And once you're in 'Apple World' you can be sure that your little one won't get into too much trouble or view inappropriate content on the device – there are parental controls aplenty and troublesome features like in-app purchases can be turned off by the parent.
With its bigger screen and new iSight camera the iPod touch 5th Generation is certainly the best iPod touch ever, and a big step up; it's a much bigger jump from the iPod touch 4th Generation to this than it is from the iPhone 4S to the iPhone 5, for example. If only Apple hadn't just released the brand new iPad mini we'd be rushing to buy the new iPod touch. Now we're thinking it's looking a bit late to the party.
LG Nexus 4 leaks in official press shot
Yet another picture of the LG Nexus 4 has leaked, and this one looks like an official press shot.
The device looks like it's changed since we saw it last as well, with some new Nexus branding on the back.
Otherwise it's the same as we've seen previously, with the familiar three icons below the screen.
The image comes courtesy of the Twitter account @evleaks.
LG's first Nexus-branded smartphone is turning out to be the worst-kept secret in tech. One of LG's own execs has reportedly even told reporters the handset will be unveiled at Monday's event.
Amit Gujral, LG's head of mobile product planning in India, told IBNLive that the LG Nexus 4 will launch at Google's Android event on October 29. Though an LG spokesperson later said Gujral had been misquoted.
We've also seen a slew of leaked snaps over the last few weeks.
The LG Nexus 4 is expected to have a 4.7-inch screen. Inside we're looking at a 1.5GHz quad-core chip, and it'll have the latest version of Android. That's Jelly Bean 4.2.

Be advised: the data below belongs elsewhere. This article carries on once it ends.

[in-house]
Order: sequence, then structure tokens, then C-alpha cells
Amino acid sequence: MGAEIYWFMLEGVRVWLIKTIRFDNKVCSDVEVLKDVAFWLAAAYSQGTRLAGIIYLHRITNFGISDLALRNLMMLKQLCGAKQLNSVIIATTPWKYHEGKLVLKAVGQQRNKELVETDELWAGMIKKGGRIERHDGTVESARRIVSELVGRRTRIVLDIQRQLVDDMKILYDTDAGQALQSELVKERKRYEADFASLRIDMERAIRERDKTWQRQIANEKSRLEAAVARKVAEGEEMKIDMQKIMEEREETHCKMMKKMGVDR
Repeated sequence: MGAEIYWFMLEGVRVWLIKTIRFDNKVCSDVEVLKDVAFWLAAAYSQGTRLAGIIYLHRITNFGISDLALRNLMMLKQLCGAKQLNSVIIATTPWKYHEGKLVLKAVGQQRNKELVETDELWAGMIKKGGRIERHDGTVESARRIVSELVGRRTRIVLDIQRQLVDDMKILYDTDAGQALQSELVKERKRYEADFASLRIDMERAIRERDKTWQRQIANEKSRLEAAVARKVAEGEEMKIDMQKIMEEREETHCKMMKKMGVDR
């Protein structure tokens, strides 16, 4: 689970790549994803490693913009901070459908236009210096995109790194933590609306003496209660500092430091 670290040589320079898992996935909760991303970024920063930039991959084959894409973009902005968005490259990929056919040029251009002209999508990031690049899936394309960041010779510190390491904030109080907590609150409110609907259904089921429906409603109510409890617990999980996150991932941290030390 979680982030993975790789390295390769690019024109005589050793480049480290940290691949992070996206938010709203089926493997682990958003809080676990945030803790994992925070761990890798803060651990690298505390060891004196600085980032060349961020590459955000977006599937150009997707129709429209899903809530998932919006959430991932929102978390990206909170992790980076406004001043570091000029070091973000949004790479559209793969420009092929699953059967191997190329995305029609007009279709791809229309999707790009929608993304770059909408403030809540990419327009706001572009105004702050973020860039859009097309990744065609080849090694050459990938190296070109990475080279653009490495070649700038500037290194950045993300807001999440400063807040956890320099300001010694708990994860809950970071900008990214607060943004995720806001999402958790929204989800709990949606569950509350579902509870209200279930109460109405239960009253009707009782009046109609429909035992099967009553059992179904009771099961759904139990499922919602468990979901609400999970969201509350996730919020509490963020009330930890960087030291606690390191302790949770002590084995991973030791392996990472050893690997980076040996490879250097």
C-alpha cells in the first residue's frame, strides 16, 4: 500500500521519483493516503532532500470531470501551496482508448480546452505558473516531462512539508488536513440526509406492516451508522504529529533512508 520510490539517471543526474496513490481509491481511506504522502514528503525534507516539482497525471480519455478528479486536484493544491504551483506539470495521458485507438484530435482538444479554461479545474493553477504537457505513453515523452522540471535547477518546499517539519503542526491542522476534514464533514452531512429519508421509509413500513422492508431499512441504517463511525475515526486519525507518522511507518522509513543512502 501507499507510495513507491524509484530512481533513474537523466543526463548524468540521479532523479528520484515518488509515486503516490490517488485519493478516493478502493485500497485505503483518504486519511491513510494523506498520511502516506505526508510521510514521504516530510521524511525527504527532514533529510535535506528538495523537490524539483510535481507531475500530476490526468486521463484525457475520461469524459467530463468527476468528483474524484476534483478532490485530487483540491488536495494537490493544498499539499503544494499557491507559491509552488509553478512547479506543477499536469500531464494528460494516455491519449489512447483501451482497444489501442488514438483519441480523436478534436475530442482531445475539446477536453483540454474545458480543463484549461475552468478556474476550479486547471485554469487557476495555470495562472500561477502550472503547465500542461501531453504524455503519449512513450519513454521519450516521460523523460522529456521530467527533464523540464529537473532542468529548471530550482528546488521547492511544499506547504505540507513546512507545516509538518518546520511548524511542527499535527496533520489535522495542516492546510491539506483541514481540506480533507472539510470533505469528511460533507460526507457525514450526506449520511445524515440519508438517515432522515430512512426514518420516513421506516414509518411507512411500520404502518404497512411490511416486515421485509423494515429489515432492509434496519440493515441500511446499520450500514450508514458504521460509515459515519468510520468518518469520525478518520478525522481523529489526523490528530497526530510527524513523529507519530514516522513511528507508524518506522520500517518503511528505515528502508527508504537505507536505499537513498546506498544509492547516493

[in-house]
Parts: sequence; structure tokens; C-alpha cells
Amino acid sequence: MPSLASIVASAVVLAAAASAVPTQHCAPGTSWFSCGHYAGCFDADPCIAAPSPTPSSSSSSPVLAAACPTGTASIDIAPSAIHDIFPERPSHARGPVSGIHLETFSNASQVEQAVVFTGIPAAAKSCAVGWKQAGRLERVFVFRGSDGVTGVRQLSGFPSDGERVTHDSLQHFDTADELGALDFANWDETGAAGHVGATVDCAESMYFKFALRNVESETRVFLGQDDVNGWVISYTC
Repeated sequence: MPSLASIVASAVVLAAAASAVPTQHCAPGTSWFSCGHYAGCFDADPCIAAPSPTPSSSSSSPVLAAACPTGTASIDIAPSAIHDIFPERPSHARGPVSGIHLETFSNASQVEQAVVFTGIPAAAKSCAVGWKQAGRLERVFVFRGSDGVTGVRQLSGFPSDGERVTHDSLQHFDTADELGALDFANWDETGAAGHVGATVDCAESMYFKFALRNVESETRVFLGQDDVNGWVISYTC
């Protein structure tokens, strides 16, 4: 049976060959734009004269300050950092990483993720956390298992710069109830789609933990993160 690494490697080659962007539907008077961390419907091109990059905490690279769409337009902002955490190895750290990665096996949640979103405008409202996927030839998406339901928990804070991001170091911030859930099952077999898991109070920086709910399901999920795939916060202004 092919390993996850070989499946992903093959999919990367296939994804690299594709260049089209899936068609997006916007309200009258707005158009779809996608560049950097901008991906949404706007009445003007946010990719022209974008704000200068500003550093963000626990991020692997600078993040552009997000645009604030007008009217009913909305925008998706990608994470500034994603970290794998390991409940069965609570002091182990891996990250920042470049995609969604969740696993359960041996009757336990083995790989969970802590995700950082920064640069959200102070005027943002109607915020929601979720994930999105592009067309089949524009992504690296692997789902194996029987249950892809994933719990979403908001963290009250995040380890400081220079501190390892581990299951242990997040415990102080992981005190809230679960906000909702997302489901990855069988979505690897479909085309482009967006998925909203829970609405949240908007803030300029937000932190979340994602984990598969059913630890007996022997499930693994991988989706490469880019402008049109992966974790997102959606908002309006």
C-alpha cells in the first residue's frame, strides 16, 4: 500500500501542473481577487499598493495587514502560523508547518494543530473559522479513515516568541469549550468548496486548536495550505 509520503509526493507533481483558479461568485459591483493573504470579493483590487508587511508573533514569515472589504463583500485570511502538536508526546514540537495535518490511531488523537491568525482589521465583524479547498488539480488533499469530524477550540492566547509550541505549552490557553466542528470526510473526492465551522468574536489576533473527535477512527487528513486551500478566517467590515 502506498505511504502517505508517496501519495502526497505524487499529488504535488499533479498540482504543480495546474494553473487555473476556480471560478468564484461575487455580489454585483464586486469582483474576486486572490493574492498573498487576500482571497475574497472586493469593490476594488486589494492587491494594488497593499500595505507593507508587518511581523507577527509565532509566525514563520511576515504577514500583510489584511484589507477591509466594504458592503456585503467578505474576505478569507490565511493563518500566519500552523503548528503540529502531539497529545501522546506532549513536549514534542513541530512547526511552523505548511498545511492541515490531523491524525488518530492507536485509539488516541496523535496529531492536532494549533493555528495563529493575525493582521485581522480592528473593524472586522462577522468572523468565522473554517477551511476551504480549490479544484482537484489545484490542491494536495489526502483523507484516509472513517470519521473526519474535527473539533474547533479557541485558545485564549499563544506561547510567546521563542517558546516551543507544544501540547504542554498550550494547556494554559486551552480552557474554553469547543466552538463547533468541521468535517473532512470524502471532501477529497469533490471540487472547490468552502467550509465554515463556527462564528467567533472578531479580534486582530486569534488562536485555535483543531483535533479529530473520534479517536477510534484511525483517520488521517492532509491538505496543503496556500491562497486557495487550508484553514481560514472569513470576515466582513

Other reports also said the Nexus 4 would come in two versions, one with an 8-megapixel camera, the other a 13-megapixel. It should have 2GB of memory, either 8GB or 16GB storage, and the screen resolution is predicted to be 1,280x768 pixels.
Google is also expected to open up the Nexus family at Monday's event. That'll mean anyone can make Nexus-branded devices, so long as they meet Google minimum spec requirements.
Nintendo reports first-half loss for 2012
In the first half of this year, Nintendo's net sales decreased almost 7 percent compared to the same period last year. That's according to stats from the Japanese gaming giant.
Sales were down 6.8 percent, while net income is on the way down as well. It fell by 27,996 million yen, which is around £220 million.
This continues the trend we saw at the end of the last financial year, which saw Nintendo post its first ever loss. It lost more than $530 million (£331 million) on $8 billion (£5 billion) in revenue.
So it's an improvement on last year, but still a loss.
As a result of this continuing loss, Nintendo has slashed its profit forecast for the year by a third. It expects annual profits of 20 billion yen (£158 million), down from its July forecast of 35 billion yen.
You can read the full report here.
Up to last month, Nintendo has sold more than 22 million 3DS consoles (that's 3 million more than since the last quarter). The Wii has sold just short of 100 million units in its lifetime, racking up 97.2 million sales.
Nintendo has a lot riding on its next console, the Wii U. It made its debut back at E3 last year, then Nintendo showed it off again this year, this time with a redesigned controller. It's had a bit of a cool reception so far though, so it'll be crunch time for Nintendo when it launches.